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Should You Take the Fall LSAT?

Jon Denning PowerScoreWondering which LSAT to take? Jon Denning, a Senior Instructor/Course Developer at PowerScore, has conveniently stopped by with some pros and cons of taking the Fall LSAT.

Leave your questions below and he’ll answer them!

The Fall LSAT, administered near the beginning of the application cycle, is by far the most popular test of the year. Part of this popularity is due to the many college students who spend their summer free time preparing and then take the LSAT as classes resume.

Concurrently, other test takers view the Fall LSAT as the “official” start of the application process, and find it appealing as a result.

Regardless, the most important consideration for all test takers is that they allow for plenty of preparation time, as taking a test as challenging as the LSAT without adequate prep will almost certainly end in disappointment.

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LSAT Prep Options: PowerScore

PowerScore LogoWe’re excited to initiate a series of interviews with various LSAT prep companies, exploring their approach and getting some tips for success. (If you’d like to be featured, let me know.)

Today, we’re talking with PowerScore, which offers a variety of different options to help you maximize your LSAT score. Welcome!

Could you talk a bit about PowerScore LSAT Prep: What’s your philosophy? What type of instruction do you offer? How are you different from other LSAT prep courses?

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Struggling with Law School Exams? We Talk to a Law Professor for Tips!

Law school professor exam adviceIt’s law school exam time, which means it’s time for a collective law student freakout. Why not take a nice, deep breath and read on for some exam prep tips from Melissa L. Greipp, an Associate Professor of Legal Writing at Marquette Law School? Melissa teaches courses in Legal Analysis, Writing and Research, and Appellate Writing and Advocacy and she’s got some great advice for doing well on exams and studying productively throughout the semester.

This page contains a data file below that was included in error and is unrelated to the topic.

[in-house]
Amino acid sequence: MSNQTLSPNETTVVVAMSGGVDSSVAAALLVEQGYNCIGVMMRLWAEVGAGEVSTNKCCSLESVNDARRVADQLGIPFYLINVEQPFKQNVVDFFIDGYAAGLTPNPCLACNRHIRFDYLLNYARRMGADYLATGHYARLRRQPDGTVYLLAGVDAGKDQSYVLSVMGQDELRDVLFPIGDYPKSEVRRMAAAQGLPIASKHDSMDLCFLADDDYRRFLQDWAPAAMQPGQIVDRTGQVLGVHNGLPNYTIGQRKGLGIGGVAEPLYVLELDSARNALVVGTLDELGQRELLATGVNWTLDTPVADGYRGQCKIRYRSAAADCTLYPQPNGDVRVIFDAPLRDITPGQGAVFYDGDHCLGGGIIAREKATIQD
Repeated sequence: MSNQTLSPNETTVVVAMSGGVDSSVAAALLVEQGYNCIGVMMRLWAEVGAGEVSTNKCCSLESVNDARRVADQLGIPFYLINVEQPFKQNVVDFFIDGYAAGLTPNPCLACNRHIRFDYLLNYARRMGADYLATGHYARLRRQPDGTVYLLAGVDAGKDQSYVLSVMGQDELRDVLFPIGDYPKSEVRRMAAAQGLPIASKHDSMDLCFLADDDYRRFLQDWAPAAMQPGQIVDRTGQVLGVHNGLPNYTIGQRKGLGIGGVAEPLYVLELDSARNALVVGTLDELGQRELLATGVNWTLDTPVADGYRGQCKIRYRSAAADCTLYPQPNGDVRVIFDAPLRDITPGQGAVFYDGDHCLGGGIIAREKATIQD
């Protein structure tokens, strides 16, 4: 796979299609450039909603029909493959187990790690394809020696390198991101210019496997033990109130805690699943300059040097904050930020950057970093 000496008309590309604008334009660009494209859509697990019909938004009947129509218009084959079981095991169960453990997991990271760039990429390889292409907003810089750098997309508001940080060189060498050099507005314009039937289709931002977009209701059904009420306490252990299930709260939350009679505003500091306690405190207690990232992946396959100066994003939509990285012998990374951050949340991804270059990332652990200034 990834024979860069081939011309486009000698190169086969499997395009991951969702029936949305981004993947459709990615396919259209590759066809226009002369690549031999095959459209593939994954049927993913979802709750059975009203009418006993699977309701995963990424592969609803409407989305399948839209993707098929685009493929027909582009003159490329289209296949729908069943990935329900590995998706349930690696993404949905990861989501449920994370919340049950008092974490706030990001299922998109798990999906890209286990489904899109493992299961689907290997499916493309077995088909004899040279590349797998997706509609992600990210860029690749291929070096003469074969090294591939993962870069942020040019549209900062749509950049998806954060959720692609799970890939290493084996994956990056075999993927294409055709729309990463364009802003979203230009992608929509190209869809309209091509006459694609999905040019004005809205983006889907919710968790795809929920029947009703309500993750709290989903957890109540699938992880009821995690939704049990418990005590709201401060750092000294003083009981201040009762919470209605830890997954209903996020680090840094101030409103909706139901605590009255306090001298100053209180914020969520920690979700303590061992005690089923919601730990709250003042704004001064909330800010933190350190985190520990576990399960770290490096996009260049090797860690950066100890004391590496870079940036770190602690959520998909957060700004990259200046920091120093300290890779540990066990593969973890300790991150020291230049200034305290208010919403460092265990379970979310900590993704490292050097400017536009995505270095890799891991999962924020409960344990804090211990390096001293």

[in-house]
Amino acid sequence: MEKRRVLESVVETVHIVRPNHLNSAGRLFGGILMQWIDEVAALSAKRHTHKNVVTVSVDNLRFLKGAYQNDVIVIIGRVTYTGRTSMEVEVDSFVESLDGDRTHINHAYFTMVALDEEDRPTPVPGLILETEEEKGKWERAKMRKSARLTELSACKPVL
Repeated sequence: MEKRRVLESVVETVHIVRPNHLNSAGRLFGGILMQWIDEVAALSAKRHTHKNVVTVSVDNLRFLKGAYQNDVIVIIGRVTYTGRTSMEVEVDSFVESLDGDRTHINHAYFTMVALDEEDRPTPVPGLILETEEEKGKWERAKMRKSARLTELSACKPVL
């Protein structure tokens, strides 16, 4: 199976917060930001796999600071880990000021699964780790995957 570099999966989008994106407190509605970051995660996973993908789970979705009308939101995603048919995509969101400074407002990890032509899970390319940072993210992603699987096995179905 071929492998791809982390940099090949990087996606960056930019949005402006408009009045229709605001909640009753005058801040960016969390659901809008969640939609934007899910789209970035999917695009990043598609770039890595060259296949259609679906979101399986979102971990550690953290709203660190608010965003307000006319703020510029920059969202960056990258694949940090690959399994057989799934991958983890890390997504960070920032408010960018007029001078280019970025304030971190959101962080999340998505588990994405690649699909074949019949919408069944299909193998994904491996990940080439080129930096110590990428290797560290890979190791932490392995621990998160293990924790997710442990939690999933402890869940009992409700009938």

It’s exam time at most law schools, and students have one question on their minds: What is my professor looking for? Being only one person, you probably can’t answer definitively, but what DO you think professors are looking for? Are there certain traits or characteristics of a good exam answer, which demonstrate mastery across the board?

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Law School Exams Getting You Down? The Best (Free) Exam Stress-Buster

Get some exerciseWorried about law school exams? Of course you are!

That’s why we’re thrilled to welcome Elena DuCharme, a lawyer turned performance coach, who’s here to offer a great (free) suggestion for surviving exams with your sanity intact.

Stress is a fact of life. And it has a big upside. The human race, and indeed, all plants and animals, have evolved by adapting to stressful situations and coming out stronger and more capable as a result — becoming more “resilient.”

As a budding lawyer at exam time, you now have the opportunity to create your own positive, resilience-building habits. The payoff is feeling calm and empowered in the face of challenges, rather than freaked and anxious.
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Should Your Law School Apps Talk About Your Career Goals?

direction-signs-1285311-mPotential law students often ask if it’s required that they know what type of law they want to practice before applying.

Please welcome today’s guest, John Rood of Next Step Test Preparation to share some thoughts on the topic.

Should you tell admissions committees what you want to do with your life?

With nearly all law school applications, the school doesn’t demand to know what field of law interests you. Many applicants, however, are curious whether discussing their interest in a particular aspect of the law is a net positive for their application.

The answer is, of course: it depends. [Read more…]